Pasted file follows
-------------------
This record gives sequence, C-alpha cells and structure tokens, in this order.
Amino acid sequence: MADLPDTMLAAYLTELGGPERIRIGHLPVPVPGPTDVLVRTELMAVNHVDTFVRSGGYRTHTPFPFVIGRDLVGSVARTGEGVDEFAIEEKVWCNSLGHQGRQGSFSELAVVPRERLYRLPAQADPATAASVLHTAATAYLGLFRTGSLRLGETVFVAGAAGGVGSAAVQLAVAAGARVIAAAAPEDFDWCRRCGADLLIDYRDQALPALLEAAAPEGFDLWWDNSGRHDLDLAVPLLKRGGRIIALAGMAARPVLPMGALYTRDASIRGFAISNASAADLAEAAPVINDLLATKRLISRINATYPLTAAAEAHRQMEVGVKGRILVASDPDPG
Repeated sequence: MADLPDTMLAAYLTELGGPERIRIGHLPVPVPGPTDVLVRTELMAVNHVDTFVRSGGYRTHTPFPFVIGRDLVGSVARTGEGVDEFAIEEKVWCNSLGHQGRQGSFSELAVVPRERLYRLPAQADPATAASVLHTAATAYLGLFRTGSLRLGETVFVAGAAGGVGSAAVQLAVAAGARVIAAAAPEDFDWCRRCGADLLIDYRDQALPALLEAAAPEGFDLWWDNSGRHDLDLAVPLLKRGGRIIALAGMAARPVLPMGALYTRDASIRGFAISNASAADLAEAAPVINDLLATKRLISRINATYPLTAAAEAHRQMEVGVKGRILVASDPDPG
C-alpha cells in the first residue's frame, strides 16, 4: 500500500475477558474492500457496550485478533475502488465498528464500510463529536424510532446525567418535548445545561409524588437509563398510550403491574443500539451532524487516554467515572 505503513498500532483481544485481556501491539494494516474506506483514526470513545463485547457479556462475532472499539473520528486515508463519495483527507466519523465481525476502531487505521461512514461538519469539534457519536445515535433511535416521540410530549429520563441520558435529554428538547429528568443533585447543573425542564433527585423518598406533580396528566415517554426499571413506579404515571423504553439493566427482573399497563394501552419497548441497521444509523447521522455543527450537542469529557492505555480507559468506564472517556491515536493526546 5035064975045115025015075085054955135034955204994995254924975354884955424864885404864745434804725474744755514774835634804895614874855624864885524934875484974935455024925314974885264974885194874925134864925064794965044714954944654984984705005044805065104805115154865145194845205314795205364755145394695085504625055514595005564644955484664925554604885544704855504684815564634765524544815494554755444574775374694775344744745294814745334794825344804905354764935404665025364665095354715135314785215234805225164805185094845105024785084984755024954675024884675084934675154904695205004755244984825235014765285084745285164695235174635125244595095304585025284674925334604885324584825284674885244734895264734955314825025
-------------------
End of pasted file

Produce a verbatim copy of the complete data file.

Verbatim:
This record gives sequence, C-alpha cells and structure tokens, in this order.
Amino acid sequence: MADLPDTMLAAYLTELGGPERIRIGHLPVPVPGPTDVLVRTELMAVNHVDTFVRSGGYRTHTPFPFVIGRDLVGSVARTGEGVDEFAIEEKVWCNSLGHQGRQGSFSELAVVPRERLYRLPAQADPATAASVLHTAATAYLGLFRTGSLRLGETVFVAGAAGGVGSAAVQLAVAAGARVIAAAAPEDFDWCRRCGADLLIDYRDQALPALLEAAAPEGFDLWWDNSGRHDLDLAVPLLKRGGRIIALAGMAARPVLPMGALYTRDASIRGFAISNASAADLAEAAPVINDLLATKRLISRINATYPLTAAAEAHRQMEVGVKGRILVASDPDPG
Repeated sequence: MADLPDTMLAAYLTELGGPERIRIGHLPVPVPGPTDVLVRTELMAVNHVDTFVRSGGYRTHTPFPFVIGRDLVGSVARTGEGVDEFAIEEKVWCNSLGHQGRQGSFSELAVVPRERLYRLPAQADPATAASVLHTAATAYLGLFRTGSLRLGETVFVAGAAGGVGSAAVQLAVAAGARVIAAAAPEDFDWCRRCGADLLIDYRDQALPALLEAAAPEGFDLWWDNSGRHDLDLAVPLLKRGGRIIALAGMAARPVLPMGALYTRDASIRGFAISNASAADLAEAAPVINDLLATKRLISRINATYPLTAAAEAHRQMEVGVKGRILVASDPDPG
C-alpha cells in the first residue's frame, strides 16, 4: 500500500475477558474492500457496550485478533475502488465498528464500510463529536424510532446525567418535548445545561409524588437509563398510550403491574443500539451532524487516554467515572 505503513498500532483481544485481556501491539494494516474506506483514526470513545463485547457479556462475532472499539473520528486515508463519495483527507466519523465481525476502531487505521461512514461538519469539534457519536445515535433511535416521540410530549429520563441520558435529554428538547429528568443533585447543573425542564433527585423518598406533580396528566415517554426499571413506579404515571423504553439493566427482573399497563394501552419497548441497521444509523447521522455543527450537542469529557492505555480507559468506564472517556491515536493526546 5035064975045115025015075085054955135034955204994995254924975354884955424864885404864745434804725474744755514774835634804895614874855624864885524934875484974935455024925314974885264974885194874925134864925064794965044714954944654984984705005044805065104805115154865145194845205314795205364755145394695085504625055514595005564644955484664925554604885544704855504684815564634765524544815494554755444574775374694775344744745294814745334794825344804905354764935404665025364665095354715135314785215234805225164805185094845105024785084984755024954675024884675084934675154904695205004755244984825235014765285084745285164695235174635125244595095304585025284674925334604885324584825284674885244734895264734955314825025